America’s leading professional group of clinical psychologists has denied for years that it has been playing fast and loose with ethics. Now the American Psychological Association (APA) can no longer hide. A deeply troubling report, completed early this month, shows the association twisted its policies after the September 11, 2001, World Trade Center attack to allow members to help interrogate suspected terrorists, aiding the Pentagon and CIA in sessions that medical professionals have called harmful and abusive. The report’s author, former federal prosecutor David Hoffman, found the APA secretly “colluded” with the Pentagon to let psychologists work at Guantanamo Bay in Cuba and other detention sites.

The presence of professionals who pledge to protect mental health at a detention site where practices such as waterboarding took place is a moral travesty. The association, which accredits psychology graduate programs and sets ethical guidelines for its 120,000 members, has apologized. But that is not enough. At its annual meeting next month, the APA must take strong steps to ensure this can never happen again.

The Hoffman Report, commissioned by the APA in response to a critical book by New York Times reporter James Risen, documents how the organization formed close, self-interested ties with the Pentagon. The APA’s ethics director Stephen Behnke, for instance, worked directly with the Department of Defense on the wording for ethical policies on interrogations “to curry favor with DoD”—a collaboration that, as the report notes, created guidelines that “went no farther than—and were in fact virtually identical to—the internal guidelines that were already in place at DOD or that the key DOD officials wanted to put in place.” The report states the APA wanted to ensure its members were included to the “the maximum degree possible and psychologists would not lose the lead role to psychiatrists” when DoD was developing its policy on interrogations and intelligence collection.

Hoffman did not find that APA officials were aware of specific instances of psychologists aiding in abusive questioning at Guantanamo, but the ethics director and others also made no inquires about members’ roles in waterboarding and other practices after press reports and other evidence began circulating in the mid-2000s. Meanwhile, the group strenuously denied that it condoned any harsh methods.

At its August meeting, the APA should implement a policy—now under consideration—barring psychologists from participating in military or intelligence detentions and interrogations. Psychologists need to leave this gathering with a new set of ethical standards comparable with those already established by the American Medical Association and the American Psychiatric Association. Those groups adopted policies that ban the presence of physicians during national security interrogations after revelations about abuses at Abu Ghraib Prison in Iraq and Guantanamo. These associations were against physicians becoming involved in what the Red Cross had found were practices “tantamount to torture.”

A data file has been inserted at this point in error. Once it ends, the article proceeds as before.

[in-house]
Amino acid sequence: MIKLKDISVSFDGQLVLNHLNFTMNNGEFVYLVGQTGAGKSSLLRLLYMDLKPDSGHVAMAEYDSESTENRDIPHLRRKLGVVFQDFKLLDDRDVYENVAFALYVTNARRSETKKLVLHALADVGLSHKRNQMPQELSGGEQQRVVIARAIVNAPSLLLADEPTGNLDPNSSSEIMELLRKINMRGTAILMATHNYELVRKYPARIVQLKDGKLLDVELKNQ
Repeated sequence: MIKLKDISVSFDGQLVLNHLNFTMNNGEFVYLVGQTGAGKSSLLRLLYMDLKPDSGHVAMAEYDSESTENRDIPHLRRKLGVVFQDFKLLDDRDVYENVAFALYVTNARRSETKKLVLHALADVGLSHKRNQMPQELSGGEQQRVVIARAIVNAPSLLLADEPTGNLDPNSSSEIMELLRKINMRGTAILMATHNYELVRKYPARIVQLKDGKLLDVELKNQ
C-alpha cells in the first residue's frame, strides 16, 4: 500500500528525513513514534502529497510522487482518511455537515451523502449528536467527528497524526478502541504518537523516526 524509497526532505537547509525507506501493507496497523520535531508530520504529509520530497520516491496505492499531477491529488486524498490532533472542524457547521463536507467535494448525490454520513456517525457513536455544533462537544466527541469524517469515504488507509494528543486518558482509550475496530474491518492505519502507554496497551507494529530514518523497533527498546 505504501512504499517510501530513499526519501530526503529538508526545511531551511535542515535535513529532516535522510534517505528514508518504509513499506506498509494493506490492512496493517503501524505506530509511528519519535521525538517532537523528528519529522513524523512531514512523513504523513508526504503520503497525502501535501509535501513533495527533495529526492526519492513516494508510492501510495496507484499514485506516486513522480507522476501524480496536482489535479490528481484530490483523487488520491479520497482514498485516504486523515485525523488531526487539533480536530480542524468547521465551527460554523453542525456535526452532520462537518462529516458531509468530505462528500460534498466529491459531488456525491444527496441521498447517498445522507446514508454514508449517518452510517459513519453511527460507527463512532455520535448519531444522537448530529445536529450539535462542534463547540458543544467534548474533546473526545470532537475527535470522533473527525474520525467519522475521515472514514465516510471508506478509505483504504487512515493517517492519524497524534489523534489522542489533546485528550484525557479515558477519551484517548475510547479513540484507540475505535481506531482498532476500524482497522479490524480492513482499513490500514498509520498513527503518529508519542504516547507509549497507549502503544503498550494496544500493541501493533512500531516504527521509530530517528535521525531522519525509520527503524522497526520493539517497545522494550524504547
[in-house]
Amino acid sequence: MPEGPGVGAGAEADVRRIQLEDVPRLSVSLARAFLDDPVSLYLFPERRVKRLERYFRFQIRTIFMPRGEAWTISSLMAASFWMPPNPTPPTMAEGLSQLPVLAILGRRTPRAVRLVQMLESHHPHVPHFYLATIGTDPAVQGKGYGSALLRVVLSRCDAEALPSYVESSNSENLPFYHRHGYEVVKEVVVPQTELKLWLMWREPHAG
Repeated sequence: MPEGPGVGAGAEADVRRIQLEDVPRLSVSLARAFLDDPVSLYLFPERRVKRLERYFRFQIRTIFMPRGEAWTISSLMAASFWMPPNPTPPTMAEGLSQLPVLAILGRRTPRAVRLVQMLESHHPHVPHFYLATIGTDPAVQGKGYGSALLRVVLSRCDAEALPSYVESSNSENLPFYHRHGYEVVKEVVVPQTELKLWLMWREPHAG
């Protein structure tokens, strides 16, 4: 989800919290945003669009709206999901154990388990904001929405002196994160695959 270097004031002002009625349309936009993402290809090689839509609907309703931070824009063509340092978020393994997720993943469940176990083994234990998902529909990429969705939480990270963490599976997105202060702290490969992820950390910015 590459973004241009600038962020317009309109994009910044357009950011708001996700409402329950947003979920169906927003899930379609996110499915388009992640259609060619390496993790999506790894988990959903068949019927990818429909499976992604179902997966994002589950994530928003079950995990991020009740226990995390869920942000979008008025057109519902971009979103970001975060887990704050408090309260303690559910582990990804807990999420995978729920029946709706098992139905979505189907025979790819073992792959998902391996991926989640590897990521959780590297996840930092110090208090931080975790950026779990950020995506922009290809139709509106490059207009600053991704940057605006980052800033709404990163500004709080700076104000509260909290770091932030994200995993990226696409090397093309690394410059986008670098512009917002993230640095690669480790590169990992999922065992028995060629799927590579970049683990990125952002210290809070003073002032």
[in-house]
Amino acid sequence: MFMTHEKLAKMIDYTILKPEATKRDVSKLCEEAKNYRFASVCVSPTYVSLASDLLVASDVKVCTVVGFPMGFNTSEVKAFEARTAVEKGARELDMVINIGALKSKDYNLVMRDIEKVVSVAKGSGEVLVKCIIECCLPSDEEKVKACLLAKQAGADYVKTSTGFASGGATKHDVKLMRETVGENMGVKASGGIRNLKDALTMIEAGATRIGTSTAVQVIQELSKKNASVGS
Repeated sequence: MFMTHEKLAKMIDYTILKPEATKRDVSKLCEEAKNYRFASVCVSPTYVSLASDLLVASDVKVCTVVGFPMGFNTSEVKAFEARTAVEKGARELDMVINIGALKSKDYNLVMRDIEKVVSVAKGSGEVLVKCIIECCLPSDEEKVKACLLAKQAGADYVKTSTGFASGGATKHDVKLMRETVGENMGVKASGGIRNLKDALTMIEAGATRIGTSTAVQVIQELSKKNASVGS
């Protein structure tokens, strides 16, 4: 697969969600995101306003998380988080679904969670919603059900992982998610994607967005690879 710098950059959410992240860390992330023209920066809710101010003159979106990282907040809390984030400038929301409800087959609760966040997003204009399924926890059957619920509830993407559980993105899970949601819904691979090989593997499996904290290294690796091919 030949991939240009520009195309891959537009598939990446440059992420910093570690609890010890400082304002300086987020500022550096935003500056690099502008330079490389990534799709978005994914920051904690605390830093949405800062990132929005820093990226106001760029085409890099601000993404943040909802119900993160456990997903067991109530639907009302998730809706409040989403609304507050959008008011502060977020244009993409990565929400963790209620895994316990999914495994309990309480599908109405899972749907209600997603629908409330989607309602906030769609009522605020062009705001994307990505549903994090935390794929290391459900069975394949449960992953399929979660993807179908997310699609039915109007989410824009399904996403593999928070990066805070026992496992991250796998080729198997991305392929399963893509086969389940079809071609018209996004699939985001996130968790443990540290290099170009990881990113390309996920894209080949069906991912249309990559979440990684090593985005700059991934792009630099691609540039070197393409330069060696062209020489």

The psychology association also needs to show more direct contrition. Three top officials retired after the report came out—with only vague references to the scandal. (Behnke was reportedly fired.) But the remaining leadership should make public apologies to individual psychologists who were pilloried for trying to stop these abuses. For instance, Jean Maria Arrigo, a member of a pivotal 2005 APA Presidential Task Force on Psychological Ethics and National Security, called for the organization’s ethics guidelines to incorporate the protections afforded by the Geneva Conventions and to proscribe certain interrogation techniques. She also warned that the panel was weighted to favor the DoD’s concerns. A member of APA’s board of directors attacked her criticisms but then went further. In an open letter to a radio talk show host, this director wrote that Arrigo’s “troubled upbringing” and other personal experiences influenced her views on interrogations

Finally, serious consideration should be given to the recommendations of critics like Stephen Soldz of the Coalition for Ethical Psychology who has called for the Hoffman Report to be forwarded to the FBI and U.S. Justice Department as the basis for a criminal investigation

The integrity of psychology is at stake. Faith in the profession will diminish quickly, the report observes, if psychologists “intentionally inflict pain on an individual with no ability to resist, regardless of the individual’s background or motives.” Professionals who help people deal with emotional trauma have no business as accomplices to torture and other forms of psychological duress.